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January 21, 2013 12:41 PM   Subscribe

Kitchen Cleaning Gurus of MiFi: What's the best way to clean 1) oily gunk from between the handle and the netting of my all-metal spider, 2) a colander/strainer? Tips and tricks requested!

Wrinkles: I have no dishwasher. Hand washing only.
Also, re: the spider, an SOS pad was of course my go to, but it doesn't seem to get inbetween where the supports attach to the basket. This pic looks a lot like mine, though my spider's basket is a net or mesh rather than simply rings.

Also, at first I thought the gunk was rust, but upon closer inspection it seems to be a build up of partially plasticised oil.
posted by Diablevert to Home & Garden (7 answers total) 6 users marked this as a favorite
 
Oven cleaning or bbq grill cleaning gel. Leave it on as per the instructions but preferably overnight. Then wash off thoroughly.
posted by MuffinMan at 12:47 PM on January 21, 2013


Every kitchen should have some of these scrub brushes.
posted by seanmpuckett at 12:59 PM on January 21, 2013


For the oily gunk on the spider, I recommend dipping an old wet toothbrush into some Barkeeper's Friend and then scrubbing.
posted by hmo at 1:17 PM on January 21, 2013 [1 favorite]


Possible solvents for that sort of crud: rubbing alcohol (let it sit), oil (oil mixes with oil, so...) -- then the old toothbrush as mentioned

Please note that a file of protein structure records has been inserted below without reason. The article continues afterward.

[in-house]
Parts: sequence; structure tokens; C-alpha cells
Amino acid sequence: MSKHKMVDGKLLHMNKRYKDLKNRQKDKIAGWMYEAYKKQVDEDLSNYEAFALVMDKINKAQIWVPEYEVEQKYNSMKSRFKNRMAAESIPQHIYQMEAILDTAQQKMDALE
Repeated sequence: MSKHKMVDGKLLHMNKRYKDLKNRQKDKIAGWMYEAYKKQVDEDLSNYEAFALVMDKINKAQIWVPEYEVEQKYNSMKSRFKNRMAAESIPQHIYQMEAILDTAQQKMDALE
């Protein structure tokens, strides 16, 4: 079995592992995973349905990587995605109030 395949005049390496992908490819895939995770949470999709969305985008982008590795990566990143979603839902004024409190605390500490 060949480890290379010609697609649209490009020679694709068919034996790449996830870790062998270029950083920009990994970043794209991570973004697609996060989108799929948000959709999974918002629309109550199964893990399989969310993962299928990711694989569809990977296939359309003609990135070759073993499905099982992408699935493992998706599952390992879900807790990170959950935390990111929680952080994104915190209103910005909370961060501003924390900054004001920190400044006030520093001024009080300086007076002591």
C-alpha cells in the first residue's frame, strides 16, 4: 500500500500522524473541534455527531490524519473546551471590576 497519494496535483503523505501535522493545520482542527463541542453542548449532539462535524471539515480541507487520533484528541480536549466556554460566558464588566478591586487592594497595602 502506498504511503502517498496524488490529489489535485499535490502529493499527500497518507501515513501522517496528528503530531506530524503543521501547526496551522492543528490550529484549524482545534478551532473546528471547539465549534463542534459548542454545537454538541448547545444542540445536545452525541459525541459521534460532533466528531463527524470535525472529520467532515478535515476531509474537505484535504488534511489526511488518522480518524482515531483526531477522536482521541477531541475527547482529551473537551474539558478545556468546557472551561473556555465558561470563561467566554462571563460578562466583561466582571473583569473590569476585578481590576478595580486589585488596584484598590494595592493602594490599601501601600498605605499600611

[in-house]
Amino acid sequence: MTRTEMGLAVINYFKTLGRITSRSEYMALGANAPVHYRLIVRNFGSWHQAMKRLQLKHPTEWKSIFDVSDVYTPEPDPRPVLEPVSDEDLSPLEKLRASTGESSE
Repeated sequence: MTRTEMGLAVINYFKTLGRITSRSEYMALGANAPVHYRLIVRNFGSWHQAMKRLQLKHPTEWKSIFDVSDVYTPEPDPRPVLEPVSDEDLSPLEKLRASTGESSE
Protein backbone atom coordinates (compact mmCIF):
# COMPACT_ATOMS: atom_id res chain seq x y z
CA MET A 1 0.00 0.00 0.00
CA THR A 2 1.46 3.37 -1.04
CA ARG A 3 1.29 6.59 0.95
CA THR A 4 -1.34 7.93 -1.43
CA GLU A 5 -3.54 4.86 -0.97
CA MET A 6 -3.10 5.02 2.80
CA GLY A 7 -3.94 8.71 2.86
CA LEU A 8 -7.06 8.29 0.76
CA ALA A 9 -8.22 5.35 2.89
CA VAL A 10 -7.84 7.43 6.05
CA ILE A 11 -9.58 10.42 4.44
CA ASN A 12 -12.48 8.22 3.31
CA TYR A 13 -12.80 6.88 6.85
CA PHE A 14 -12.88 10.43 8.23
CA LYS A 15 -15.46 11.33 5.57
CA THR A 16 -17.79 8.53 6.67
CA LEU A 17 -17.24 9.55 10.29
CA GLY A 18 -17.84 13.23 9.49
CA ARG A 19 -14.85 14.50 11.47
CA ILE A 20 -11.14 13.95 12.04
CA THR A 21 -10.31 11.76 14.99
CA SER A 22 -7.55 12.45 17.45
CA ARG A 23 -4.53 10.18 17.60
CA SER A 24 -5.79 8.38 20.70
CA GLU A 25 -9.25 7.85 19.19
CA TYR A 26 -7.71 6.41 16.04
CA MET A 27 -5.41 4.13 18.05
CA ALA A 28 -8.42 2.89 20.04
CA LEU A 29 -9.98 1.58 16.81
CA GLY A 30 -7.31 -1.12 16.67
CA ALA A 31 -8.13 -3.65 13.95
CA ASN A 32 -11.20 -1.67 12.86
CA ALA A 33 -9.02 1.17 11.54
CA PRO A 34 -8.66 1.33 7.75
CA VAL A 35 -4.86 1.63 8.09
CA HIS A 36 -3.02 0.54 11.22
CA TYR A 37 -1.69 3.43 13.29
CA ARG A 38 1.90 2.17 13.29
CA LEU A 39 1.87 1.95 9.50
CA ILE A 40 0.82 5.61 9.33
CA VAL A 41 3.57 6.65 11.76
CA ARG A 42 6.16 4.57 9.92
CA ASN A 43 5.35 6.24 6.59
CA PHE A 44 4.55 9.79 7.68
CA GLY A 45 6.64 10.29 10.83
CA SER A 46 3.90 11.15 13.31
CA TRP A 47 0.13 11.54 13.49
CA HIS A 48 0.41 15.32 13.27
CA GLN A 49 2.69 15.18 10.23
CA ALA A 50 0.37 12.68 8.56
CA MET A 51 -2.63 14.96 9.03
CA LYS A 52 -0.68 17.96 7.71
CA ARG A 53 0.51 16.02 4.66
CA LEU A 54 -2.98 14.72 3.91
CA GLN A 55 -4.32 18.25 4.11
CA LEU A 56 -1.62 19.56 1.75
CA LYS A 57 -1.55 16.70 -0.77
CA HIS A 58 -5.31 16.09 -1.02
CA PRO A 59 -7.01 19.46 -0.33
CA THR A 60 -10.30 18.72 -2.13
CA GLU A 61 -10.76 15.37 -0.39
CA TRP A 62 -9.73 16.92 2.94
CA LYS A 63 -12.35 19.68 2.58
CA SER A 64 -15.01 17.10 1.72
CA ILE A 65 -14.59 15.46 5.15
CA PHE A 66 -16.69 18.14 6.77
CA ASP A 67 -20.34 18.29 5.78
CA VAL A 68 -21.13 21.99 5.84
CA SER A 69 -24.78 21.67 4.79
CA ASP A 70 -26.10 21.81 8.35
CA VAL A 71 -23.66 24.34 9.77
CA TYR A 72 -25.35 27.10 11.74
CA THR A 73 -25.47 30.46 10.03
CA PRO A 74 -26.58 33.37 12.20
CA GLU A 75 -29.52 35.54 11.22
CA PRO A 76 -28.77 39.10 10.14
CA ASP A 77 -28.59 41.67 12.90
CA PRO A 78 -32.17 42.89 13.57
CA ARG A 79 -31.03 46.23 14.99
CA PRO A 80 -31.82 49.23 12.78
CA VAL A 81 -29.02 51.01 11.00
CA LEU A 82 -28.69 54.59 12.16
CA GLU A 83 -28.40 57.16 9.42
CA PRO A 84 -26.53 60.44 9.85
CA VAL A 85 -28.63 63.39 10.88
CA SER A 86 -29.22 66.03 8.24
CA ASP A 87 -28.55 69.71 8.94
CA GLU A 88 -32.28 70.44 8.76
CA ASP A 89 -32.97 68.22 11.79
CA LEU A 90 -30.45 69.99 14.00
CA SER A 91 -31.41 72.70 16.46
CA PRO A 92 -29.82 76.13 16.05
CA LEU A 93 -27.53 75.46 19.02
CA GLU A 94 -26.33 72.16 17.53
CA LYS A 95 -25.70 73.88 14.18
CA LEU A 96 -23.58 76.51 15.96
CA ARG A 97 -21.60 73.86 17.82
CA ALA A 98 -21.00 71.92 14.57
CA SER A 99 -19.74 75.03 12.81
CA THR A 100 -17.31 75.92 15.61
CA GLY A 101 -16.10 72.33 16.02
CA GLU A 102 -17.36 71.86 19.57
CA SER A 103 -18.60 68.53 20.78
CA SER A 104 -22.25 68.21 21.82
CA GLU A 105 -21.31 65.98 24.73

posted by kmennie at 1:54 PM on January 21, 2013


If the oil has polymerized (it's sticky or a hard glaze on the surface of the skimmer) ammonia will dissolve it. Put it in a plastic bag with a few splashes and tie it closed for a day or two.
posted by pullayup at 3:06 PM on January 21, 2013


You might want to try baking soda first - mix a paste with hot water and scrub with a brush. I'm constantly amazed at what baking soda can do.
posted by belau at 4:50 AM on January 22, 2013


Paint is essentially polymerized oil, and paint stripper will do a number on just about any kind of baked on gunk. If you get one of the citrus-based ones and rinse it thoroughly afterwards, it won't leave toxic residue.

But given that polymerized oil on various other kinds of steel cookware is seen as a good thing (seasoning), why bother? Cleaning it back to bare metal is a lot of trouble to go to purely for the aesthetics of the thing, and a bit of seasoning in a steel kitchen tool's nooks and crannies is actually protective against the rust you initially thought you had.
posted by flabdablet at 5:10 AM on January 22, 2013


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